I've included a picture of the St. Machar Green Man, which Trey scoped out after hearing the lecture, and I've included an informative description from my favorite website Wikipedia to help explain the historical significance of these cathedral fixtures:
A Green Man is a sculpture, drawing or other representation of a face surrounded by (or made from) leaves. Branches or vines may sprout from the nose, mouth, nostrils or other parts of the face, and these shoots may bear flowers or fruit. Commonly used as a decorative architectural ornament, Green Men are frequently found on carvings in churches and other buildings (both secular and ecclesiastical).
Superficially the Green Man would appear to be pagan, perhaps a fertility figure or a nature spirit, similar to the woodwose (the wild man of the woods), and yet he frequently appears, carved in wood or stone, in churches, chapels, abbeys and cathedrals, where examples can be found dating from the 11th century through to the 20th century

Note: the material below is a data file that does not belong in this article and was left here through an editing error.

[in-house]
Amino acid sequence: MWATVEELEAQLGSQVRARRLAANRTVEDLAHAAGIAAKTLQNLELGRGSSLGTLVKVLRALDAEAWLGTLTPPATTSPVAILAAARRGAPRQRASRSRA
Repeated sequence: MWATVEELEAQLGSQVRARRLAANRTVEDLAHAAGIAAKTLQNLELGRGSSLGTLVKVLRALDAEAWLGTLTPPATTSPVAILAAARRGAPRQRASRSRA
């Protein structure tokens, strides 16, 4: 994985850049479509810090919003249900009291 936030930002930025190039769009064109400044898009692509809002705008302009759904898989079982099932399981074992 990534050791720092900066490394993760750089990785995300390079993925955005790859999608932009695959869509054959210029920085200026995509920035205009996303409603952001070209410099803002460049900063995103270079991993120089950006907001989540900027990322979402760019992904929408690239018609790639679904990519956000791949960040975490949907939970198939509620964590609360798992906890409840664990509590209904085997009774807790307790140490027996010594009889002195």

To the modern observer the earlier (Romanesque and medieval) carvings often have an unnervingly eerie or numinous quality. This is sometimes said to indicate the vitality of the Green Man, who was able to survive as a symbol of pre-Christian traditions despite, and at the same time complementary to, the influence of Christianity. (Rather than alienate their new converts, early Christian missionaries would often adopt and adapt local gods, sometimes turning them into obscure saints.)
Whatever his original significance may have been, many modern churchgoers characterise the Green Man as "the archetype of our oneness with the earth". The symbol is also popular with modern Wiccans and other Neopagans because it depicts an earth-centered concept of male divinity.